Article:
Mocking of Lee's freedom effort is 'paradoxical'

PUBLISHED : Saturday, 16 March, 1996, 12:00am
UPDATED : Saturday, 16 March, 1996, 12:00am

Euan McCulloch's letter (South China Morning Post, February 28) mocking what he sees as Martin Lee Chu-ming's futile efforts to safeguard the rights and liberties of Hong Kong people while also passionately stating his own aspirations for Scottish independence, is paradoxical, to put it mildly.

Certainly, I agree there is no case against the logic and justice of Hong Kong's return to Chinese sovereignty. The apprehension of many stems from whether communist China, which governs 1.2 billion people, will honour its 'one country, two systems' commitment contained in the spirit of the 1984 Joint Declaration made to 6.5 million Hong Kong people.

Simple political expediency understandably makes this difficult for any sovereign power, given the huge numbers, and social and economic imbalances between the relative populations.

But after weighing up Beijing's human rights abuses, its savagery at Tiananmen Square, its repression in Tibet, its adventurist jingoism in the South China Sea, its irresponsible military intimidation of Taiwan and its public execution spectacles, there can be no surprise at increasing doubts that 'one country, two systems' will become reality.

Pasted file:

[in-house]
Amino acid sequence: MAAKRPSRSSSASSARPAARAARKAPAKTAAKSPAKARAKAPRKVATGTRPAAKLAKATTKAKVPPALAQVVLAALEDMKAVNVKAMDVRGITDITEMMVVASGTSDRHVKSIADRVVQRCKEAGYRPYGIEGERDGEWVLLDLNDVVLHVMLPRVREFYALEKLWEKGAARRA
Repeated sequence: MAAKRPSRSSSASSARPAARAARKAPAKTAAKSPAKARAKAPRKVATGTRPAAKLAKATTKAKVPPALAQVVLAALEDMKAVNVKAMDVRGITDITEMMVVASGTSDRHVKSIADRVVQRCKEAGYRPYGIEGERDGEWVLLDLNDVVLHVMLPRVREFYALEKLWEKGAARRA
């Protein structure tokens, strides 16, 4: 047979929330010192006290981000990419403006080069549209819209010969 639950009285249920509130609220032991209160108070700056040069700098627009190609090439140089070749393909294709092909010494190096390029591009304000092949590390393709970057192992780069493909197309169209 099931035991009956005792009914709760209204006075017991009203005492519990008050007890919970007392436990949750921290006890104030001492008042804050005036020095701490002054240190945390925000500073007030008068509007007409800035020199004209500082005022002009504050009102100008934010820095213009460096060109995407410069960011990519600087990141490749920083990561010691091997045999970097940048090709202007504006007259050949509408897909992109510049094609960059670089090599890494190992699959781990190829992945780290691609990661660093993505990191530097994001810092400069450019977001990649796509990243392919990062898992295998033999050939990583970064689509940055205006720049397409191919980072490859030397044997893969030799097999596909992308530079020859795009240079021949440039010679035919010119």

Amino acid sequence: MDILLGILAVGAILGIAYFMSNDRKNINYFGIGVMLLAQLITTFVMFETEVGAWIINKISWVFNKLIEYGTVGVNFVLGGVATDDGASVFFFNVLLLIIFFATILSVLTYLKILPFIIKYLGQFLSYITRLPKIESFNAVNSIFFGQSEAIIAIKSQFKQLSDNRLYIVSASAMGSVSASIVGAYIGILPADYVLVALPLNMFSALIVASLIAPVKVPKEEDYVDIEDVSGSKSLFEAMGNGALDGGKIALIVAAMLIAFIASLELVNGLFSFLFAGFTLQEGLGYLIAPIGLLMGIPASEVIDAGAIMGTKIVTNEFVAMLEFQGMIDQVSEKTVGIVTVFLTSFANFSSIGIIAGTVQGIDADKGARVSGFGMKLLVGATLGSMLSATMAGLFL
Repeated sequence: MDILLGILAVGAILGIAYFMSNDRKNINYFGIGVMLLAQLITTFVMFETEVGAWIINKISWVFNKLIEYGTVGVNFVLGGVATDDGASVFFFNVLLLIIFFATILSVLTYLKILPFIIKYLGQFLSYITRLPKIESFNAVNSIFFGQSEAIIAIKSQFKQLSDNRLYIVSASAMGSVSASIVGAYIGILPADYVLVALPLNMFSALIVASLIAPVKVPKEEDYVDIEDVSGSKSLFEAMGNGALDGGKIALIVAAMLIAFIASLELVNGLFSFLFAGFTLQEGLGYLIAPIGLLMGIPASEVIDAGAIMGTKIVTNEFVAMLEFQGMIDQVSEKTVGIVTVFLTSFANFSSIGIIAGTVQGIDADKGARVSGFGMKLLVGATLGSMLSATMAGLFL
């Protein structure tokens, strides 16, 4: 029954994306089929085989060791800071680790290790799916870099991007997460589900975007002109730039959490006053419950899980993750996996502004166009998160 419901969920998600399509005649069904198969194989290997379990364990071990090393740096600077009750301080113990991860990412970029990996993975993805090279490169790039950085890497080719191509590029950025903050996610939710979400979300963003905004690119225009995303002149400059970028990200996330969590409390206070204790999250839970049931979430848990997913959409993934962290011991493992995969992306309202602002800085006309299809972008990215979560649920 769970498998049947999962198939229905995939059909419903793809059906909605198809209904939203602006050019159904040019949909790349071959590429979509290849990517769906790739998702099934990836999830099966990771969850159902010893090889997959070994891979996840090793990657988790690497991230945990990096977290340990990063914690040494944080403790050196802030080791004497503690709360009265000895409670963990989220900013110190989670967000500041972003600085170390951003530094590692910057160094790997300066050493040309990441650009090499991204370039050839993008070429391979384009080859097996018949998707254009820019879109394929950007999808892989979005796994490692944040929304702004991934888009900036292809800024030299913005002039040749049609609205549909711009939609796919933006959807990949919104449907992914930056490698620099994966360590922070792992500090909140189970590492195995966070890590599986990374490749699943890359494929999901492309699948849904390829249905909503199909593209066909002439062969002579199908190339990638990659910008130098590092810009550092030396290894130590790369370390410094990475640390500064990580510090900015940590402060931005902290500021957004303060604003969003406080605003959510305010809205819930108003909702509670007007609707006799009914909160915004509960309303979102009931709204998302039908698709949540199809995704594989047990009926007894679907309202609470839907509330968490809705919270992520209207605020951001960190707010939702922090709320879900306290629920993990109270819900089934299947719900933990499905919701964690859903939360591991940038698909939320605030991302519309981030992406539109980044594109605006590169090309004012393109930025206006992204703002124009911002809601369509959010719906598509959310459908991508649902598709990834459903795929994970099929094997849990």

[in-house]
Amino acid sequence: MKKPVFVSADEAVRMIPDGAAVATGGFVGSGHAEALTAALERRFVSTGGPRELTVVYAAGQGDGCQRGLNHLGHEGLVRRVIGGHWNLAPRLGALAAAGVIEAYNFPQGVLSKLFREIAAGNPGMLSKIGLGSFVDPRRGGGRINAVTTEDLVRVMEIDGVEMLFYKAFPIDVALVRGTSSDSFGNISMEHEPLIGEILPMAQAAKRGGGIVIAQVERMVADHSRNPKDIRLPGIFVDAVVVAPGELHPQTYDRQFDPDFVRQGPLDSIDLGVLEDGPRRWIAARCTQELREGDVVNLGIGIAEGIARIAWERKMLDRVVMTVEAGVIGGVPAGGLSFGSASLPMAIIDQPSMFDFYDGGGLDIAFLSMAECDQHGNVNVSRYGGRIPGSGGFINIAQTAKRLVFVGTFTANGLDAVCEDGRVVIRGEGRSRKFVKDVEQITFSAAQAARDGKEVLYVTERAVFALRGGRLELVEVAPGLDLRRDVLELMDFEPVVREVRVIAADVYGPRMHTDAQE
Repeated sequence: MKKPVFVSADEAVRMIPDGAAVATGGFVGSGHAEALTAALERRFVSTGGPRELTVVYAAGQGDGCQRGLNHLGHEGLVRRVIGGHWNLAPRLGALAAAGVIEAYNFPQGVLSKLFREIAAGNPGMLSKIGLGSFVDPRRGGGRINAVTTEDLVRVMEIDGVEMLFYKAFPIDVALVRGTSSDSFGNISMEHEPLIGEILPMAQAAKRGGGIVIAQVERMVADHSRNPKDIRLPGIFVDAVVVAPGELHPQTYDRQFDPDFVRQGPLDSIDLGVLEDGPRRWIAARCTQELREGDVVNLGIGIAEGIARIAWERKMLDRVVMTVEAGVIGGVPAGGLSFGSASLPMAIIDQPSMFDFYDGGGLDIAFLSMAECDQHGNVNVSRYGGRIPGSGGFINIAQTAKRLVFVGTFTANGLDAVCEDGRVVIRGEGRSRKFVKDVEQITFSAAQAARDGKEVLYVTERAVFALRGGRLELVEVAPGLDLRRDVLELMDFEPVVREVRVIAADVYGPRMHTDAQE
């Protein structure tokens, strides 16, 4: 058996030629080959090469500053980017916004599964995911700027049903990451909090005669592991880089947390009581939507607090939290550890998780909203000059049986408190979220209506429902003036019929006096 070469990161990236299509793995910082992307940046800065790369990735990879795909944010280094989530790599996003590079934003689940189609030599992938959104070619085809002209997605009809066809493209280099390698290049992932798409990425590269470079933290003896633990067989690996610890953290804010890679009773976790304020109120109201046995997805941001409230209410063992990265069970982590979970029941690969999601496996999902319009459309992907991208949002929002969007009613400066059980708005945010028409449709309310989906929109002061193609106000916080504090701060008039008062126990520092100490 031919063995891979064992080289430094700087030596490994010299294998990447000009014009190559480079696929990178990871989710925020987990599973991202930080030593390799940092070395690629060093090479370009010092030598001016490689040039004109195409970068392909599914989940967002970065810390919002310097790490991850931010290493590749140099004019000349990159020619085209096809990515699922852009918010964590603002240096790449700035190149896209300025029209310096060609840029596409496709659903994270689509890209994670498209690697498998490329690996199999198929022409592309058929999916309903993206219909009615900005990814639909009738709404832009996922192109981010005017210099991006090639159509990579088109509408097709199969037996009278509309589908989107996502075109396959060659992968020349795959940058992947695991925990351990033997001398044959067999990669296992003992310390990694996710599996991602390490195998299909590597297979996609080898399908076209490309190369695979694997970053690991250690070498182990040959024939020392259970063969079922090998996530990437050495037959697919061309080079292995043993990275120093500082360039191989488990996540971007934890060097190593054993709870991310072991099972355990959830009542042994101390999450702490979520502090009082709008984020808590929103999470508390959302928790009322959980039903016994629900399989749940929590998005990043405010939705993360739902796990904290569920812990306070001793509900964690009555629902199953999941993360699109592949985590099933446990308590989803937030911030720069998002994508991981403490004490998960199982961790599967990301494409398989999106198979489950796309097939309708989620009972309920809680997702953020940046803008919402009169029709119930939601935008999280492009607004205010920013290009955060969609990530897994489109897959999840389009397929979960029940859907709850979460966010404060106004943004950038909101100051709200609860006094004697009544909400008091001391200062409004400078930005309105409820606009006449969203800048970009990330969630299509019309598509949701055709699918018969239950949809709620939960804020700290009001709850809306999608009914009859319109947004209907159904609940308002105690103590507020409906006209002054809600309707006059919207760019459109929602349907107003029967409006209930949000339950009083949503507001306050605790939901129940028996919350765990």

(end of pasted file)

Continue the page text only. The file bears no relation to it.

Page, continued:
Mr McCulloch, grasp reality and face the facts: the abysmal record of 20th century totalitarianism is obvious. You will be aware from your Scottish history that William Wallace's macabre public execution failed to extinguish his rightful and valiant crusade against English hegemony.

Centuries later his inspiration remains a beacon for today's aspirants battling for deliverance from totalitarian tyrannies.

Please recognise that the Martin Lees are sentinels whose vigilance is essential in an imperfect world where appeasement, combined with public apathy, provide opportunities for would-be usurpers of the freedoms we take for granted.